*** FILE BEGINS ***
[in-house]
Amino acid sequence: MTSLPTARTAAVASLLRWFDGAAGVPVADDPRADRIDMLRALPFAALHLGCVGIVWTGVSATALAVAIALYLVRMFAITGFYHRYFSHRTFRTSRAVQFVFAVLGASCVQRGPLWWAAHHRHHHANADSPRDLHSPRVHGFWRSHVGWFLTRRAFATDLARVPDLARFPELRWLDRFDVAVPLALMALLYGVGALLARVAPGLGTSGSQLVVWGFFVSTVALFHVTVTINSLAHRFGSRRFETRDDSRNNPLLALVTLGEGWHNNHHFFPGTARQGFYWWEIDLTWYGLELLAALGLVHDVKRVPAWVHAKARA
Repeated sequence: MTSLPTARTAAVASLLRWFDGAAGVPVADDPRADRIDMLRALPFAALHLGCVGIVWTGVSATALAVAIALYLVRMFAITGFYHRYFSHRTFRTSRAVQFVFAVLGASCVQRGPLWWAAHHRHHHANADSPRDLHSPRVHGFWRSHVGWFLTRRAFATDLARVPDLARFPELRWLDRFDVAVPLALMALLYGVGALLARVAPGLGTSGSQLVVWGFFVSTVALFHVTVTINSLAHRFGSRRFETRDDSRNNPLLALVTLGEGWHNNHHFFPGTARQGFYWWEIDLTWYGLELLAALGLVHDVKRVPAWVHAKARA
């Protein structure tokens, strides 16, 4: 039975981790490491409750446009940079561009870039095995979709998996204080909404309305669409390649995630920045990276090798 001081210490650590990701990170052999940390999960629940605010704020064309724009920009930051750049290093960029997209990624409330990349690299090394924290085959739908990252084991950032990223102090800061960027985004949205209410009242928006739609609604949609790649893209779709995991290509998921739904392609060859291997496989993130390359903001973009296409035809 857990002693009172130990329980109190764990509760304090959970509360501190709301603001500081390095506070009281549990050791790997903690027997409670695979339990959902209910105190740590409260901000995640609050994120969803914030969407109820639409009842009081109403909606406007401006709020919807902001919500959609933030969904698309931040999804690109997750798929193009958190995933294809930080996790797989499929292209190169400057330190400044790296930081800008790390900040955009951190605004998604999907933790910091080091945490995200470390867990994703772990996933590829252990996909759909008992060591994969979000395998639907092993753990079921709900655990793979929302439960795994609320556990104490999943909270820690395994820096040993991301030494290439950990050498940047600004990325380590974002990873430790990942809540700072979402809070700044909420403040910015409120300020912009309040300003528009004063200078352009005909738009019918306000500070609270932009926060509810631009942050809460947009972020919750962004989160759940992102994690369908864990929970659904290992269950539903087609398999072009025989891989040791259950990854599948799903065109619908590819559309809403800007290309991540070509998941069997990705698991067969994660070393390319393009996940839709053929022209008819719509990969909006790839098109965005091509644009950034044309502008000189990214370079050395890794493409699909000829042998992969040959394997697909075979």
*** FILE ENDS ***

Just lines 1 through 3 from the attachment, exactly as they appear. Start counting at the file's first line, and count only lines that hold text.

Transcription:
[in-house]
Amino acid sequence: MTSLPTARTAAVASLLRWFDGAAGVPVADDPRADRIDMLRALPFAALHLGCVGIVWTGVSATALAVAIALYLVRMFAITGFYHRYFSHRTFRTSRAVQFVFAVLGASCVQRGPLWWAAHHRHHHANADSPRDLHSPRVHGFWRSHVGWFLTRRAFATDLARVPDLARFPELRWLDRFDVAVPLALMALLYGVGALLARVAPGLGTSGSQLVVWGFFVSTVALFHVTVTINSLAHRFGSRRFETRDDSRNNPLLALVTLGEGWHNNHHFFPGTARQGFYWWEIDLTWYGLELLAALGLVHDVKRVPAWVHAKARA
Repeated sequence: MTSLPTARTAAVASLLRWFDGAAGVPVADDPRADRIDMLRALPFAALHLGCVGIVWTGVSATALAVAIALYLVRMFAITGFYHRYFSHRTFRTSRAVQFVFAVLGASCVQRGPLWWAAHHRHHHANADSPRDLHSPRVHGFWRSHVGWFLTRRAFATDLARVPDLARFPELRWLDRFDVAVPLALMALLYGVGALLARVAPGLGTSGSQLVVWGFFVSTVALFHVTVTINSLAHRFGSRRFETRDDSRNNPLLALVTLGEGWHNNHHFFPGTARQGFYWWEIDLTWYGLELLAALGLVHDVKRVPAWVHAKARA